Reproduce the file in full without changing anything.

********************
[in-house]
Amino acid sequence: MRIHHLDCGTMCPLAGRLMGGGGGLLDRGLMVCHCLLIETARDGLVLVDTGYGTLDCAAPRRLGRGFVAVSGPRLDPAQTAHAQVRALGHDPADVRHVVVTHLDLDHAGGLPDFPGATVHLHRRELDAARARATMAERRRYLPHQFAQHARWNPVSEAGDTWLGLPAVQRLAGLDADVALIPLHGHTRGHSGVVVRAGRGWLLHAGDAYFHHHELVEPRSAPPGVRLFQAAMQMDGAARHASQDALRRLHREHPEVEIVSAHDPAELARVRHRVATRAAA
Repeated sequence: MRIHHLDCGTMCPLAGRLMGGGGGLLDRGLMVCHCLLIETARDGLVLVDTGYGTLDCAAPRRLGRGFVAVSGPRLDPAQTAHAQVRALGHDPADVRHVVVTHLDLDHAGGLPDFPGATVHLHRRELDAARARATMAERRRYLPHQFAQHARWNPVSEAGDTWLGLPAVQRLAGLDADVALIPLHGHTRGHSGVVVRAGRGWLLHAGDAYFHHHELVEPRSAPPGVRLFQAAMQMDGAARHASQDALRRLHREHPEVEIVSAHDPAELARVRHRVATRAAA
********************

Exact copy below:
[in-house]
Amino acid sequence: MRIHHLDCGTMCPLAGRLMGGGGGLLDRGLMVCHCLLIETARDGLVLVDTGYGTLDCAAPRRLGRGFVAVSGPRLDPAQTAHAQVRALGHDPADVRHVVVTHLDLDHAGGLPDFPGATVHLHRRELDAARARATMAERRRYLPHQFAQHARWNPVSEAGDTWLGLPAVQRLAGLDADVALIPLHGHTRGHSGVVVRAGRGWLLHAGDAYFHHHELVEPRSAPPGVRLFQAAMQMDGAARHASQDALRRLHREHPEVEIVSAHDPAELARVRHRVATRAAA
Repeated sequence: MRIHHLDCGTMCPLAGRLMGGGGGLLDRGLMVCHCLLIETARDGLVLVDTGYGTLDCAAPRRLGRGFVAVSGPRLDPAQTAHAQVRALGHDPADVRHVVVTHLDLDHAGGLPDFPGATVHLHRRELDAARARATMAERRRYLPHQFAQHARWNPVSEAGDTWLGLPAVQRLAGLDADVALIPLHGHTRGHSGVVVRAGRGWLLHAGDAYFHHHELVEPRSAPPGVRLFQAAMQMDGAARHASQDALRRLHREHPEVEIVSAHDPAELARVRHRVATRAAA